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US Seals take control of rogue Libya oil ship: Pentagon

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The Morning Glory “is carrying a cargo of oil owned by the Libyan government’s National Oil Company.

An image released by the Navy Media Content Service (NMCS) and downloaded from the US Navy website on March 17, 2014, shows US Navy SEALs (Sea, Air, and Land) as they board a vessel during a training exercise in Virginia Beach  (AFP Photo/)

An image released by the Navy Media Content Service (NMCS) and downloaded from the US Navy website on March 17, 2014, shows US Navy SEALs (Sea, Air, and Land) as they board a vessel during a training exercise in Virginia Beach
(AFP Photo/)

AFP – US Navy Seals boarded and took control of an oil tanker that had loaded crude at a rebel-held port in eastern Libya and escaped to sea, the Pentagon said Monday.

No one was hurt “when US forces, at the request of both the Libyan and Cypriot governments, boarded and took control of the commercial tanker Morning Glory, a stateless vessel seized earlier this month by three armed Libyans,” Pentagon press secretary Rear Admiral John Kirby said in a statement.

The operation was approved by President Barack Obama and was conducted in the early hours of Monday (just after 0200 GMT) “in international waters southeast of Cyprus”.

The Morning Glory “is carrying a cargo of oil owned by the Libyan government’s National Oil Company. The ship and its cargo were illicitly obtained from the Libyan port of Al-Sidra,” the statement read.

The US Seals operated from the USS Roosevelt, a guided missile destroyer, which “provided helicopter support and served as a command and control and support platform”.

Sailors from another destroyer, the USS Stout, boarded the tanker and prepared to sail it to an unnamed port in Libya, the statement read.

The Morning Glory, which last week slipped through a Libyan naval blockade of the eastern port of Al-Sidra – controlled by rebels seeking autonomy from the authorities in Tripoli – reportedly loaded some 234,000 barrels of crude.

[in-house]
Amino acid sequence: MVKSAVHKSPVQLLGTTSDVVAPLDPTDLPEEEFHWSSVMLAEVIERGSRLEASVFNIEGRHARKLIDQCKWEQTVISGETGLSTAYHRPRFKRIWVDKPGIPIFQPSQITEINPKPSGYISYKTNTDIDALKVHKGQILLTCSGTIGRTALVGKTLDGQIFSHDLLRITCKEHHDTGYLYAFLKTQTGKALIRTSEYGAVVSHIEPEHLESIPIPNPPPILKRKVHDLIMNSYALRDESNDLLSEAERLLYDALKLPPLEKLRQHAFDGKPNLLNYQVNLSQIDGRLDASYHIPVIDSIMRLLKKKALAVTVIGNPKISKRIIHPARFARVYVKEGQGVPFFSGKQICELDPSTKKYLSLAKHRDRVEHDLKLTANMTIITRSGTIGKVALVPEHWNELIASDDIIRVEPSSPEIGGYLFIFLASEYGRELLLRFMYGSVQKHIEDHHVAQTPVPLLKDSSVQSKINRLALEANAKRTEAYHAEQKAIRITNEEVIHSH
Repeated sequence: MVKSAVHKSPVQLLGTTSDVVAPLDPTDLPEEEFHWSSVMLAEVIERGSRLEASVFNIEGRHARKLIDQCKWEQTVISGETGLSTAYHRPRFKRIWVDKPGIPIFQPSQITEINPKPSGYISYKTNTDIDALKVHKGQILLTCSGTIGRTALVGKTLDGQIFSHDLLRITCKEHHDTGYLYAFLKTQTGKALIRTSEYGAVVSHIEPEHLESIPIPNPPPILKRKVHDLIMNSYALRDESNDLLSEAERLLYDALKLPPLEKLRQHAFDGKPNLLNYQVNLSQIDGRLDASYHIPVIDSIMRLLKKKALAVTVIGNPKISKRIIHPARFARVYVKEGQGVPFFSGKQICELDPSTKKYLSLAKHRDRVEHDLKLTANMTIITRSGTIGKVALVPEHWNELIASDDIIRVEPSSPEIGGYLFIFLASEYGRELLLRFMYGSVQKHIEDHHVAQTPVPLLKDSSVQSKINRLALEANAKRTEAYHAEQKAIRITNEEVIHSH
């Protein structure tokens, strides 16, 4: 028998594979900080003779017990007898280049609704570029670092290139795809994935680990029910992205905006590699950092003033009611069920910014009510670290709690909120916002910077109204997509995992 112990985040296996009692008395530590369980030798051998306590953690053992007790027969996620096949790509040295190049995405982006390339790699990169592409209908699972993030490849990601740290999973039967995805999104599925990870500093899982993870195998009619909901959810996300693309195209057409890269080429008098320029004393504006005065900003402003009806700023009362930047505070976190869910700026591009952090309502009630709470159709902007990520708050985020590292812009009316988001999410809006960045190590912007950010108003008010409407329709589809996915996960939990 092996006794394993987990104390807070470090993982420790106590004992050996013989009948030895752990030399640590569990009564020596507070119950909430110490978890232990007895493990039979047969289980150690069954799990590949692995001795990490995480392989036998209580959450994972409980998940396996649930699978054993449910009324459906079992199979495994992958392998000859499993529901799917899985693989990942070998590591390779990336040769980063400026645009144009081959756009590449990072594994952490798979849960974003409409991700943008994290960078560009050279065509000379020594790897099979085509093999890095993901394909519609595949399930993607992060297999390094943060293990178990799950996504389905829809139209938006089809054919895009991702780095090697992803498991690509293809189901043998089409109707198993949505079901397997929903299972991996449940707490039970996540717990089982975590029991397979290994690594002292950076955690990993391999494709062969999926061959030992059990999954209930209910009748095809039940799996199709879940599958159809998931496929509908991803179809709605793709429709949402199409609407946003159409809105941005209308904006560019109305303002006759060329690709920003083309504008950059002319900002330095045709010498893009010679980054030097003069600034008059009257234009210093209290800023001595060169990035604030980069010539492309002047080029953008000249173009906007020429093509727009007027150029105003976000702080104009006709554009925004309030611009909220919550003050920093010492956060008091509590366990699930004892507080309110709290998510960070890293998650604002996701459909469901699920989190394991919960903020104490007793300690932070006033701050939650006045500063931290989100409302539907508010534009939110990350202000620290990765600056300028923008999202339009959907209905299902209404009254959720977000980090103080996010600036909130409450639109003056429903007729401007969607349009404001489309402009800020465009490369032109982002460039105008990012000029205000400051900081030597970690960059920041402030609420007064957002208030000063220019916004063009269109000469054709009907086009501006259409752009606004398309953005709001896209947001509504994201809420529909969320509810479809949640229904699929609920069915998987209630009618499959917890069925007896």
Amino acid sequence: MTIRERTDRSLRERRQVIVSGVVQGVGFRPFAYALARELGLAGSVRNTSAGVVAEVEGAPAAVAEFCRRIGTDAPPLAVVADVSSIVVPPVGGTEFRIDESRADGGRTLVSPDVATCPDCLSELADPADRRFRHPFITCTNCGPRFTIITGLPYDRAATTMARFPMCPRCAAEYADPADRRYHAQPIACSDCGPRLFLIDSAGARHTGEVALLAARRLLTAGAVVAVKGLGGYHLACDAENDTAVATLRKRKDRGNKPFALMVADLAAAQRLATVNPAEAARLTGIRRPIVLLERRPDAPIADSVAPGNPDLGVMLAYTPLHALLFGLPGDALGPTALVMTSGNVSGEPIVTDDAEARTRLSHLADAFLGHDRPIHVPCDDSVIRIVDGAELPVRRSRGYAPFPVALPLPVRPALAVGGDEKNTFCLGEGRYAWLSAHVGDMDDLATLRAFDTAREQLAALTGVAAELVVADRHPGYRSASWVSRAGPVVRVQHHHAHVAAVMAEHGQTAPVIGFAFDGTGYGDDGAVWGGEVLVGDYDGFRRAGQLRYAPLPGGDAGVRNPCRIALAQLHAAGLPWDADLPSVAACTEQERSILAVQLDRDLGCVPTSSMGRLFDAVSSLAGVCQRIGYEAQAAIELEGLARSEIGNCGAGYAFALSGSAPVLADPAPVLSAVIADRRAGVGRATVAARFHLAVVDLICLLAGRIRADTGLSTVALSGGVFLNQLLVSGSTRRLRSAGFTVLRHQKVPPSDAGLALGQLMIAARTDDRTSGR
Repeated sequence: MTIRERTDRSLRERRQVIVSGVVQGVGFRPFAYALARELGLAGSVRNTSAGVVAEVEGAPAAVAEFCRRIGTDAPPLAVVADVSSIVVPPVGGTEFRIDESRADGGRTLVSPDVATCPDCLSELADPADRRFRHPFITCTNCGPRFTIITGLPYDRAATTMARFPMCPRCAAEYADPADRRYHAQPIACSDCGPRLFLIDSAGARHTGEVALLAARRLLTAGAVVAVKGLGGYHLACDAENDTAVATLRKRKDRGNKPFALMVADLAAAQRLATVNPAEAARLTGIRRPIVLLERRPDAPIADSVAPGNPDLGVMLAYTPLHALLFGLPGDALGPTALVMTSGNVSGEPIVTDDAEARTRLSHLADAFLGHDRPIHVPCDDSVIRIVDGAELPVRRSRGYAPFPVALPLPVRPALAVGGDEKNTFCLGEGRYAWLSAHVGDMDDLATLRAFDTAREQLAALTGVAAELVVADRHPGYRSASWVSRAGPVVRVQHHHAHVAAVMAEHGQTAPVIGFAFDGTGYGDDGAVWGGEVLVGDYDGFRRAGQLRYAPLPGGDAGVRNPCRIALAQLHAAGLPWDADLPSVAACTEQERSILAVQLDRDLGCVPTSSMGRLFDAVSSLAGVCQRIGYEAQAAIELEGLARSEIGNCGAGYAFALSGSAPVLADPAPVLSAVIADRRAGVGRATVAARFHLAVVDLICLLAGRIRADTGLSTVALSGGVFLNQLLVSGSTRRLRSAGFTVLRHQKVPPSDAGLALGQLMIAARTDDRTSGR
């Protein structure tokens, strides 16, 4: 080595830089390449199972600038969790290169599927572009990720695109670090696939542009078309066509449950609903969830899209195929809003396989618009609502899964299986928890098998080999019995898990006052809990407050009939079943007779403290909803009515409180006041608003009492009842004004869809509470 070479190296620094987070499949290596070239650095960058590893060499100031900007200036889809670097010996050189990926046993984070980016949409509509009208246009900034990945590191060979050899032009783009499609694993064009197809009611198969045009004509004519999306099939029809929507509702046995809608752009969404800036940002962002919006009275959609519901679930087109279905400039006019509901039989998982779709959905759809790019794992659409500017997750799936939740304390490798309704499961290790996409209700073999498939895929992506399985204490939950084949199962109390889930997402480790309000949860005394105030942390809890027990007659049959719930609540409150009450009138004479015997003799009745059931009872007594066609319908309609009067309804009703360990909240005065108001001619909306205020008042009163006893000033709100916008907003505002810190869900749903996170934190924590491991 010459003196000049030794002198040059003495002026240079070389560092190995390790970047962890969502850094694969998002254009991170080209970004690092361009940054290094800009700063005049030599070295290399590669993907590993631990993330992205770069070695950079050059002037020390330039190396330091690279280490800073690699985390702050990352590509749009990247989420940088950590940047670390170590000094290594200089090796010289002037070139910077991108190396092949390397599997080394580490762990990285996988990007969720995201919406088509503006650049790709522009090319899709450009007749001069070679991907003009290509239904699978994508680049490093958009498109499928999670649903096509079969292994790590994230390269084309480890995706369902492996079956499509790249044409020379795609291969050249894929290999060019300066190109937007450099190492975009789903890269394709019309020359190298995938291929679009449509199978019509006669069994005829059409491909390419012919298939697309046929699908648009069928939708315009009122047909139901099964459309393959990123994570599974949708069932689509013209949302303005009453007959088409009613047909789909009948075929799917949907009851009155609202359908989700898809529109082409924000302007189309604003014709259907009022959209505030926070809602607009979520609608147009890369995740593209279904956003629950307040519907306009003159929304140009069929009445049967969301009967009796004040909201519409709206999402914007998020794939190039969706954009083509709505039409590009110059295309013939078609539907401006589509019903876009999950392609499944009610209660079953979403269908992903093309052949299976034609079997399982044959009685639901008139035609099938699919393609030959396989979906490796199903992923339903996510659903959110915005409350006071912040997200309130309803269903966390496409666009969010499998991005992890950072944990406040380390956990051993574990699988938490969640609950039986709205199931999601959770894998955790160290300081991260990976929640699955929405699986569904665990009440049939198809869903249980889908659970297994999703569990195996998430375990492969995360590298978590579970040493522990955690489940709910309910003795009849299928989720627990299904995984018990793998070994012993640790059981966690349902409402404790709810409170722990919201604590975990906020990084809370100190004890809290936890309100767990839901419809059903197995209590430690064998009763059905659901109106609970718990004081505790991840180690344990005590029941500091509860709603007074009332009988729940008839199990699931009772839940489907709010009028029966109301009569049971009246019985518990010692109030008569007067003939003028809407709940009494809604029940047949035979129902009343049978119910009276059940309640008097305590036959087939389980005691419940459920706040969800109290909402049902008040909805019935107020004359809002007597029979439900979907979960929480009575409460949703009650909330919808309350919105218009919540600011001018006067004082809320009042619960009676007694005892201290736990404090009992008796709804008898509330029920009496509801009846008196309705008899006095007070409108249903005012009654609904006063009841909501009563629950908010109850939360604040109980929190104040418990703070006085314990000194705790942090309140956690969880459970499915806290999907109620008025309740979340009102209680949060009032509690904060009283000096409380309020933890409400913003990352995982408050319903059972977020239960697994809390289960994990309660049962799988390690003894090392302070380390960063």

In Nicosia, the Foreign Ministry said Monday that the tanker had been immobilised in international waters southeast of Cyprus since Saturday.

“Close to midnight on Sunday, the Cypriot authorities were aware of it moving in a westerly course, always within international waters,” said the ministry.

Cypriot vessels “were deployed in monitoring the tanker’s course. The vessel stopped once more 18 nautical miles south of Limassol,” a city in southern Cyprus.

However the tanker did not ask for authorisation to moor in a Cypriot port.

Soon after Cypriot officials were notified that the tanker “was placed under the control of the US Navy and is being escorted by US Navy vessels on a westerly course.”

While the statement says nothing about Cyprus asking US forces to intervene, the ministry previously said that Libya had asked for help in the return of the stolen oil, and that Nicosia was monitoring the tanker’s whereabouts.

The Morning Glory originally was a North Korean-flagged ship, but Pyongyang on Wednesday denied any responsibility.

The ship was operated by an Egypt-based company that was allowed to temporarily use the North Korean flag under a contract with Pyongyang, North Korean state news agency KCNA said.

Pyongyang had “cancelled and deleted” the ship’s North Korean registry, as it violated its law “on the registry of ships and the contract that prohibited it from transporting contraband cargo”.

The loading of the Morning Glory and its escape to sea marked a major escalation in the struggle between Tripoli and the rebels, and triggered the ouster Tuesday of liberal-backed premier Ali Zeidan, who fled the country.

Zeidan, an independent, proved incapable of bringing to heel the former rebel militias who have carved out their own fiefdoms since the 2011 uprising that toppled the dictatorship of Muammar Gaddafi.


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